If you keep an eye on your birds, you can usually catch bumblefoot quickly and treat your chook before the infection takes off. Keep an eye on your free-range Giants and watch for limping (one of the first signs of bumblefoot).


Although there are a few extra considerations to think of when having Jersey Giants, mainly in the space, feed and height requirements, they really are an easy bird to raise.

If you have a larger family and wish to raise your own birds, the Jersey Giant may be a great fit for you.

They are certainly not for the folks who wish to raise a table bird in under a couple of months, but the wait is worthwhile. They are becoming a favorite amongst the ‘slow food’ crowd who prefer the taste of the bird to the speed at which it’s raised.

This is a superb bird worthy of the time and effort required in raising them, if you have the space and ability, give them a try – you may grow to love them!

Do you own Jersey Giants? We would like to hear your stories about this breed in the comments section below…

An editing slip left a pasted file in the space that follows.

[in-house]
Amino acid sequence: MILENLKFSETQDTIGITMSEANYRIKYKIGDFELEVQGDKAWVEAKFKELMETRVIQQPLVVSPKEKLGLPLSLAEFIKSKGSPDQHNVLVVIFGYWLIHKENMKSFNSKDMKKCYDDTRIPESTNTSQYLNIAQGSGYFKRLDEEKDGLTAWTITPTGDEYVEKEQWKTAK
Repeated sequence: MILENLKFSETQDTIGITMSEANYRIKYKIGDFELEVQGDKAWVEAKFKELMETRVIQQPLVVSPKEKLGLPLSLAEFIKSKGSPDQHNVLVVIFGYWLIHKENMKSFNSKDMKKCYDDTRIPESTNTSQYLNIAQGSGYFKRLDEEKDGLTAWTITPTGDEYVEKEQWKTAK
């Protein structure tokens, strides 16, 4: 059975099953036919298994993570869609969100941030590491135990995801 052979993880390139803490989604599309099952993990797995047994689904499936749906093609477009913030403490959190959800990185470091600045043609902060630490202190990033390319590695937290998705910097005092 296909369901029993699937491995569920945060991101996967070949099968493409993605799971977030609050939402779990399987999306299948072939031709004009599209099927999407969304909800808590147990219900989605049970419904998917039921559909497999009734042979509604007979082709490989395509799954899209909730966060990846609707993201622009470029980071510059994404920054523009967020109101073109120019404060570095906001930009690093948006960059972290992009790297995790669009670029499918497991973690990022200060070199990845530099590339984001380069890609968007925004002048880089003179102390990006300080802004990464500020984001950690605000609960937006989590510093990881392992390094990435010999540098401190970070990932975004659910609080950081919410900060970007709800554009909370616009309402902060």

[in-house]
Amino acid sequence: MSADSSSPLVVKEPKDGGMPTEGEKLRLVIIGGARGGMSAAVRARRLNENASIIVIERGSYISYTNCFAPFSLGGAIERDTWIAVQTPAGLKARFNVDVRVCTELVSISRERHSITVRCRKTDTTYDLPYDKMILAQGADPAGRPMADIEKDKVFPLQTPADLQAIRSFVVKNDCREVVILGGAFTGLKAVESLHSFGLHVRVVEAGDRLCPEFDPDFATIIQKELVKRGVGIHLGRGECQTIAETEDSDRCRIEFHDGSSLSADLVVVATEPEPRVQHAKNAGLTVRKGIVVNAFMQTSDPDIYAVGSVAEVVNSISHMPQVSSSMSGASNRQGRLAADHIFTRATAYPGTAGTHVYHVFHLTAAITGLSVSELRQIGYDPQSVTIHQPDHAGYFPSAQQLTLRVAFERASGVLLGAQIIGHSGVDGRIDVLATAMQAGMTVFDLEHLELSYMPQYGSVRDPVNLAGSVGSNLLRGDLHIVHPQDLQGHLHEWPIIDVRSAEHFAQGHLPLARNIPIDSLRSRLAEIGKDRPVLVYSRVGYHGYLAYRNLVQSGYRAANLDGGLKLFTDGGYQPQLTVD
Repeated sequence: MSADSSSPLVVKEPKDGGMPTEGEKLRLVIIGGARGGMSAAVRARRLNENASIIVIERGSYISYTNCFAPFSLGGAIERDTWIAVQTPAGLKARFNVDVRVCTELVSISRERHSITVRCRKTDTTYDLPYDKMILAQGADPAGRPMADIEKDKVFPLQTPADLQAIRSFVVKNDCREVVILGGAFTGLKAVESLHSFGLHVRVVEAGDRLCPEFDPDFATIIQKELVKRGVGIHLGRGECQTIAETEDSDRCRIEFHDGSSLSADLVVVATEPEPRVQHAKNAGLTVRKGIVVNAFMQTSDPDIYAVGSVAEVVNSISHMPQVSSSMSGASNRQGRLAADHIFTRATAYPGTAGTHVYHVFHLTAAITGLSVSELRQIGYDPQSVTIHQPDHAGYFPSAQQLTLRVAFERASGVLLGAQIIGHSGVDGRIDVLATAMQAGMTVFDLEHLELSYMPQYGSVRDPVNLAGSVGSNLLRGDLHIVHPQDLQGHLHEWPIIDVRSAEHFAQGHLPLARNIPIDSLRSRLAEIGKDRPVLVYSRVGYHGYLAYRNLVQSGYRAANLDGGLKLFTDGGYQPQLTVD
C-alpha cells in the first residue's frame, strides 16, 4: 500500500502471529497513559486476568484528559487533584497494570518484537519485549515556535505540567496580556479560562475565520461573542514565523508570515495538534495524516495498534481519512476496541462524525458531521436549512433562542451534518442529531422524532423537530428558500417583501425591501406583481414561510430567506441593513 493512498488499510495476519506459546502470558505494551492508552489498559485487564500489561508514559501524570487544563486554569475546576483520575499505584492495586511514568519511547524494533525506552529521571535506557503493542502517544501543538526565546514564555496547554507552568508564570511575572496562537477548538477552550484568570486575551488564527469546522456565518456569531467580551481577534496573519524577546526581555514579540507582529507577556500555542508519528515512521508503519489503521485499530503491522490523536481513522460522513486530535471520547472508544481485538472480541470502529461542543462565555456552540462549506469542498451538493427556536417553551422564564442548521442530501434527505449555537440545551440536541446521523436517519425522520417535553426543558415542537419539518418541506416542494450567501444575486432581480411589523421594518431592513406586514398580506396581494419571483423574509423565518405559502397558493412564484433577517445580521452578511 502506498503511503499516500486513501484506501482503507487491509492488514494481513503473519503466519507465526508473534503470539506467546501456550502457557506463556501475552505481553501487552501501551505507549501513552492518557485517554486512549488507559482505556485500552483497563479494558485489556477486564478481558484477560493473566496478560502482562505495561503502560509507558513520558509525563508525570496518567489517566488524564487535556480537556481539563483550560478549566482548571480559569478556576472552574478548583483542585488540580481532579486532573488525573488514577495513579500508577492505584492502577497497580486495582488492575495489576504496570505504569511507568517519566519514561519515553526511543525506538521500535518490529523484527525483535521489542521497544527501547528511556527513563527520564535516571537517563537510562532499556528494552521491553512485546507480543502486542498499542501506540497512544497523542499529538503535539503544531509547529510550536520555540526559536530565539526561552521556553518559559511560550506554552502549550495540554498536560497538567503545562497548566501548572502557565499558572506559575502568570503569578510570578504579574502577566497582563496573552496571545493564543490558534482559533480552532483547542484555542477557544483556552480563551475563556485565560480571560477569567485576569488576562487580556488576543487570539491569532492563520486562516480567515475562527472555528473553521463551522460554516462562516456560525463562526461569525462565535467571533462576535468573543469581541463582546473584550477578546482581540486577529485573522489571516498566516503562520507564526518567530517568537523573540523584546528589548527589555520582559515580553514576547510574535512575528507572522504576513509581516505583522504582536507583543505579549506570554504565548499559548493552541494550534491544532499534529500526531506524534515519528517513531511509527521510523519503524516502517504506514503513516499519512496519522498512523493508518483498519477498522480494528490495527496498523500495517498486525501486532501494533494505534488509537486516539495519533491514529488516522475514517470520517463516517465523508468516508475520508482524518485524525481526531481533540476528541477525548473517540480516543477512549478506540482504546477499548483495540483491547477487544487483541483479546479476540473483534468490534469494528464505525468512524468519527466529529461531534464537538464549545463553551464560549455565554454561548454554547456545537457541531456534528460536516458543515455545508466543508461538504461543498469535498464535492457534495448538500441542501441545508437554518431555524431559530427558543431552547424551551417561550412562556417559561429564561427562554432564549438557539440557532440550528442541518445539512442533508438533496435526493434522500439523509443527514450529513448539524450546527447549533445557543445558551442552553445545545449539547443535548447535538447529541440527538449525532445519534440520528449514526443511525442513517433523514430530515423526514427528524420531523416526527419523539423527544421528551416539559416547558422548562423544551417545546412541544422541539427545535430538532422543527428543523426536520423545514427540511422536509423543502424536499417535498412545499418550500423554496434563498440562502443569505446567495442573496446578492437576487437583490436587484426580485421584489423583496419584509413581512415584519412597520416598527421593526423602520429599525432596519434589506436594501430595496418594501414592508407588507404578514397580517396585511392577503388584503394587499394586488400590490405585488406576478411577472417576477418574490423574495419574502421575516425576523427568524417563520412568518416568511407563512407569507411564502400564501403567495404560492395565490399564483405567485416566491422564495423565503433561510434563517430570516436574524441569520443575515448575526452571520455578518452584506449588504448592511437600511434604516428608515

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    • Keith says

      I have 15 white jersy giants pullets and two white cockerls plan on hatching eggs this spring in my incubator which holds 200 eggs

      • anthony falante says

        my giant roo attacks me everytime my back is turned,if he didnt take such good care of his ladies i would find out just how good he would go in a stew

        • Roselus A Vicknair says

          I had 1 rooster doing the same thing and this worked. Try catching and holding him for about 20 minutes. You must hold him firmly, 1 hand around his neck and the other hand preventing his wings from flapping. You may have to do this more than 1 time. I had to do it twice and the rooster attacking me, and now he lets me touch him!

        • Trevor says